TDOT Stabilizes I-24 Hillside After Landslide

VSL Picked to Install Post-Tensioning for Huey Long Bridge

Fri March 30, 2007 - Southeast Edition
CEG



VStructural LLC (VSL) has been selected to furnish and install a bonded post-tensioning system for the $660-million Huey P. Long Bridge widening project in Jefferson Parish, La.

The Huey P. Long Bridge has served the New Orleans area since 1935. This widening project will add an additional travel lane and inside and outside shoulders to each side of the bridge — providing a safer, more reliable Mississippi River crossing. The completed project will include three 11-ft. (3.3 m) lanes in each direction, along with new inside and outside shoulders across the bridge. The project also will include construction of new roadway approaches that will provide signalized intersections at Bridge City Avenue and Jefferson Highway. This four-phase project has been greatly anticipated by local communities and is thought to be vital to the recovery of the Greater New Orleans area.

General contractor Massman Construction Co. hired VSL to supply the post-tensioning materials, equipment and installation. VSL’s responsibility includes supply and installation of 111 tons (100 t) of 0.6-in. (1.5 cm) diameter post-tensioned strand for the retrofit of the piers used to widen the existing bridge. According to Jeff Lungrin, VSL project manager, post-tensioning — a method of reinforcing and prestressing concrete, masonry and other structural elements — was selected for this project because the method easily accommodates the challenge of widening the existing piers.

“Post-tensioning is a very effective method of providing circumferential reinforcement for the existing piers,” said Lungrin. “In addition, horizontal post-tensioned tendons will be used as reinforcement at the ends of the piers where the thickness of the concrete will increase.”

Gregory Hunsicker, the VSL sales engineer for this project, also said the project involves the use of VSL’s intermediate Type Z-anchor, which is useful for both circumferential and repair applications.

Intermediate anchorages are used for those tendons where the ends cannot be anchored using normal stressing anchorages.

“The use of Z-anchors eliminates the need for stressing buttresses. As a result, the concrete forming is simplified and the aesthetics of the structure improved,” said Hunsicker.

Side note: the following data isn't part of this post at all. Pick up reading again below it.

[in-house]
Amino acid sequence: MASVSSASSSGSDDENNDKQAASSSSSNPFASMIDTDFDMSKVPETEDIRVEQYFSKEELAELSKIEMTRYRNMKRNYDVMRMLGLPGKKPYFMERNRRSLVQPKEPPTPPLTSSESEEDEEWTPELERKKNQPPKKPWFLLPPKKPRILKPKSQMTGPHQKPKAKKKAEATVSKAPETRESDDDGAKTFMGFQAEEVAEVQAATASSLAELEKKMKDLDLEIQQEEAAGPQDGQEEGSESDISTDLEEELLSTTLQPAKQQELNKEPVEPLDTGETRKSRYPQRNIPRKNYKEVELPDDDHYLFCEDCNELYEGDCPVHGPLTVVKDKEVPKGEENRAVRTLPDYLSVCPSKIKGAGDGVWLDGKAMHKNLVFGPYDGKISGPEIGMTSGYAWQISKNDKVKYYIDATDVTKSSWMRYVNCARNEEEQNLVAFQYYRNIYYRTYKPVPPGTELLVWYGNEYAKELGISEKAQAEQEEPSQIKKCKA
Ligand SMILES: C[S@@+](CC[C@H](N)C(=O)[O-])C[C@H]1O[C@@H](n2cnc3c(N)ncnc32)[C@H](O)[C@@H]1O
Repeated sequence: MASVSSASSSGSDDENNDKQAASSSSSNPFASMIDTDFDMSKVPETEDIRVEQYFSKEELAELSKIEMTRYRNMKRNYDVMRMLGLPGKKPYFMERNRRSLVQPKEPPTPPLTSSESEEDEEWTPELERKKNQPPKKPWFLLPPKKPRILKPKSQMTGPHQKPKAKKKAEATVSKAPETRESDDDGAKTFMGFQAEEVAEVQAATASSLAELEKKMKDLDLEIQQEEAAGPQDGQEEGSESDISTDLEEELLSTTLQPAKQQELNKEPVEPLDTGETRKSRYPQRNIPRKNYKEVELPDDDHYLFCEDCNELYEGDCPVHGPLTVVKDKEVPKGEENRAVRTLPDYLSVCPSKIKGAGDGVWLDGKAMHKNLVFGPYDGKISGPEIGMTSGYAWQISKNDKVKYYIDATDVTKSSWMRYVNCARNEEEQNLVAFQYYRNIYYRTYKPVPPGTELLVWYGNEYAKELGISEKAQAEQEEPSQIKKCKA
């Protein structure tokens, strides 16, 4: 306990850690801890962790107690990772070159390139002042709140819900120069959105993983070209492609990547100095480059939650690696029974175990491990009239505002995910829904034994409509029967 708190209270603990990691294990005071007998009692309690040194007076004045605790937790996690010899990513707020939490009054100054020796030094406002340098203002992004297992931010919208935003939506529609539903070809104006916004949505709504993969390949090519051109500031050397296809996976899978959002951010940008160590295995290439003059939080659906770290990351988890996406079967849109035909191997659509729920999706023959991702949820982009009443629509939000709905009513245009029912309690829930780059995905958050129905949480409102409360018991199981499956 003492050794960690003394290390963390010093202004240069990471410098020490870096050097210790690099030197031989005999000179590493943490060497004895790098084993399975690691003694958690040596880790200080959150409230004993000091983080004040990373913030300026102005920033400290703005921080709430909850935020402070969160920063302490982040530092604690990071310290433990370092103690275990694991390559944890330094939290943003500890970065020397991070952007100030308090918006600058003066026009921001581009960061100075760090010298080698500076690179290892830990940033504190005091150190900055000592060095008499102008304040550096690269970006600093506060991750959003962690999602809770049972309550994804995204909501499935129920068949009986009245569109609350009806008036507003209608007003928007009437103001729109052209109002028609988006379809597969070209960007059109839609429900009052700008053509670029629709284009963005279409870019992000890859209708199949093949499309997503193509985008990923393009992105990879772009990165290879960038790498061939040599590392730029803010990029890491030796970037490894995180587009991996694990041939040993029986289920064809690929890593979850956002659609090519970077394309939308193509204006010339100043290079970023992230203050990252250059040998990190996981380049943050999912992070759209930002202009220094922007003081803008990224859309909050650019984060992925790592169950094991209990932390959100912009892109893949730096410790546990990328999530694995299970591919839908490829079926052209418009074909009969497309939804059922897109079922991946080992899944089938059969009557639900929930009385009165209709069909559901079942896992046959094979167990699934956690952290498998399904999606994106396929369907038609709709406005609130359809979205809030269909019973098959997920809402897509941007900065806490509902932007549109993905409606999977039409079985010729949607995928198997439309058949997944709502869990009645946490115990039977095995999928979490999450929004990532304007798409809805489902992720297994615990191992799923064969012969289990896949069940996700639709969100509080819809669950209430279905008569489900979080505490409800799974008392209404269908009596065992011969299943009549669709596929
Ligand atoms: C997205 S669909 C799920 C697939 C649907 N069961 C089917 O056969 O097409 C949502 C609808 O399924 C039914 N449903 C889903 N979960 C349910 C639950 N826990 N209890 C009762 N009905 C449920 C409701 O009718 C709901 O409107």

Further, because of its high strength (270 ksi) and flexibility around the radii of the corner of the piers, the prestressing steel also lends itself to an efficient, durable and aesthetically attractive design. Another feature of the anchor head is that the anchor moves along the tendon axis during the stressing operation within a block-out. Following the completion of the post-tensioning, the block-out is later filled with a concrete pour-back.

With bonded post-tensioning, the prestressing steel is placed in a corrugated metal or plastic duct that has been cast into the concrete — typically after the concrete has been placed. A bonded post-tensioned tendon usually contains more than one prestressing steel strand and can range from several strands to 55 or more in a single tendon. The strands can be stressed individually or simultaneously with a monostrand or multistrand hydraulic jack. For Z-anchors, a curved jack chair is used to provide access for stressing.

After stressing, the duct is filled with a low-shrinkage, zero-bleed flowable cementitious grout to achieve bond to the concrete member and to protect the prestressing steel from corrosion.

VSL’s services are scheduled to begin in April and be complete by the end of this year. The first phase of the project began in April 2006 and the entire project will be complete in 2012.

The Huey P. Long Bridge Widening Project is one of three major bridge projects included in the TIMED Program — the single largest transportation program in state history. VSL also is providing its SSI 2000 stay cable system for the John James Audubon Bridge, which is part of the TIMED program.

For more information, visit www.hueypbridge.com.